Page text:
Family Capitalism Best practices in ownership and leadership
In most countries family businesses make up between 50 - 95% of business entities. Families control 30% of the Fortune 500 companies. These owners and their businesses are often an important part of the social fabric in local communities, and increasingly the international economy. Despite this, Family Capitalism, or ownership, has been seen as synonymous with stagnation, conflict and crises. The authors focus on how family owners avoids these pitfalls, and how emotional resources develop strategizing capacities.
The book explores how successful family businesses innovate and create Visionary Ownership, and implement it. Two crucial leadership capacities are introduced; Leadership of Paradox and Distributed Leadership.
A renewed understanding of family businesses show how the family can generate unique strategic advantages in stewardship, succession, long-term thinking, risk management and building social capital. It shows a different perspective regarding value creation in the economy. The book provides new insights for family owners, advisors, leaders as well as scholars.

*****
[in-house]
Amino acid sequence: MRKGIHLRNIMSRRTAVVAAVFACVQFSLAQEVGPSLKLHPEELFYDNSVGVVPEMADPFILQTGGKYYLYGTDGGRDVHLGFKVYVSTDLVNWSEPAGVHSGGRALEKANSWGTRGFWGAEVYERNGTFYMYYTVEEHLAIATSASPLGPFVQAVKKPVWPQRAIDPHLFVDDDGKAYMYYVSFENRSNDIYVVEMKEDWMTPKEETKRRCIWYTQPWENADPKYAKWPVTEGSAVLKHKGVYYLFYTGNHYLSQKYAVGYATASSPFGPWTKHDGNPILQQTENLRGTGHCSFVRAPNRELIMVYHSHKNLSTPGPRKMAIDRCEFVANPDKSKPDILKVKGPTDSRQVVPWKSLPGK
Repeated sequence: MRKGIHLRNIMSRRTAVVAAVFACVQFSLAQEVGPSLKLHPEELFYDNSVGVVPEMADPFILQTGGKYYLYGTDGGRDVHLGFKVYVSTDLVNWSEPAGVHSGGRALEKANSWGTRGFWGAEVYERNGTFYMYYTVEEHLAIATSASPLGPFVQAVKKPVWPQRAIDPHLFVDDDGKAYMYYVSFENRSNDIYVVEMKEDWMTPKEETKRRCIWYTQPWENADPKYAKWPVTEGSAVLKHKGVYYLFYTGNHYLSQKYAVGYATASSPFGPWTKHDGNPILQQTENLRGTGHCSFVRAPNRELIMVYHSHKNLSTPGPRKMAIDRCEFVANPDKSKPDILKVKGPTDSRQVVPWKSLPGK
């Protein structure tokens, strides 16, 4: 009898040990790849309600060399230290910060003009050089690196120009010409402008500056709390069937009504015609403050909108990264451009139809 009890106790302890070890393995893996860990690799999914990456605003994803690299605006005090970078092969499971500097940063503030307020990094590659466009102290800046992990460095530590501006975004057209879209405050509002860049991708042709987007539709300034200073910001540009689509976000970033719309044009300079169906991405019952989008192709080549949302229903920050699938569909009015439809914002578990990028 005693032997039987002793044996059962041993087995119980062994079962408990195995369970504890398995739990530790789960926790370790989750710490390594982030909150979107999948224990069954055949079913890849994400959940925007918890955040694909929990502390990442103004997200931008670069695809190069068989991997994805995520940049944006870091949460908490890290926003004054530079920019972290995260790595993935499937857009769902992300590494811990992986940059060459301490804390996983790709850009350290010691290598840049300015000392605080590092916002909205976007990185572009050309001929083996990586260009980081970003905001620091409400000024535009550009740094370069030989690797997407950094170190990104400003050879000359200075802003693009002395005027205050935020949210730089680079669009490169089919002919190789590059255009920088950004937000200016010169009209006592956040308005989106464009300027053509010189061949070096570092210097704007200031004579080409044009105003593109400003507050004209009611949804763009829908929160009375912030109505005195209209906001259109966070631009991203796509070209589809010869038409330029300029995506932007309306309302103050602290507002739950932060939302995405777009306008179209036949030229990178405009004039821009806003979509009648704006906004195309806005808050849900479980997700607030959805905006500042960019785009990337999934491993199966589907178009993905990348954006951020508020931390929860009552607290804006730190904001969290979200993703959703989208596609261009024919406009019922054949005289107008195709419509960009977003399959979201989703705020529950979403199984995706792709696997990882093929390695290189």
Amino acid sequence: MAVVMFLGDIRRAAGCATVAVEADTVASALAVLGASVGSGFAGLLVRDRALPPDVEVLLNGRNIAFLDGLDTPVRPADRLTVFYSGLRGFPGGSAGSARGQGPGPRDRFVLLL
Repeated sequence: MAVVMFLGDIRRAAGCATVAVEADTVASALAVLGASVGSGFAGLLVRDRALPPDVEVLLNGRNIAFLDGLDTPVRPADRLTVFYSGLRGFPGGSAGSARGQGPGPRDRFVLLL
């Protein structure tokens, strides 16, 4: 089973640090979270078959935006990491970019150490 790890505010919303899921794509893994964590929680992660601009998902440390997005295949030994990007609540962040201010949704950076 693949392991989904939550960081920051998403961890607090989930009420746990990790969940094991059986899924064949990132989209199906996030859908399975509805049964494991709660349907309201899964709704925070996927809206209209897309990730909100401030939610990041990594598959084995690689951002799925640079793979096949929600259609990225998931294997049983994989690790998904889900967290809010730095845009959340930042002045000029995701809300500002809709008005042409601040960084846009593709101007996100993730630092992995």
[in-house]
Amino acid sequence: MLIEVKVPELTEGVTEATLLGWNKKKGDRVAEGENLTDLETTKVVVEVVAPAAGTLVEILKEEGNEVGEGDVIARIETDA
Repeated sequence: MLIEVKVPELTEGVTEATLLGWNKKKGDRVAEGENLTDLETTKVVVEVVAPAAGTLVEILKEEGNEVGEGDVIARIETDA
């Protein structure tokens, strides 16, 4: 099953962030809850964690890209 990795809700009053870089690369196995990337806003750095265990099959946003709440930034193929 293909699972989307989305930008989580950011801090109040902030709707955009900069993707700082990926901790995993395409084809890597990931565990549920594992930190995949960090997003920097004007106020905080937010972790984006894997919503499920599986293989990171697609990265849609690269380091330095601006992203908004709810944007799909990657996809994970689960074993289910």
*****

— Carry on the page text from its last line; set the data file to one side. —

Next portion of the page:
The findings are from a best-practice research project with cases from China, USA, Germany, Colombia, Israel, Tanzania, France and Sweden. Applying strategy-as-practice theory shows how family owners, across different cultures and sectors, use generic ownership strategies and experiment, such as with cluster ownership and creating new ventures in succession.
As a book, Family Capitalism is a practical tool that families can use. They can ask the questions posed by the authors and apply them to their own situation. It is also backed by rigorous study, and is likely to be equally valuable to the student and researcher.
Denise Kenyon-Rouvinez, Director of the IMD Global Family Business Center, Switzerland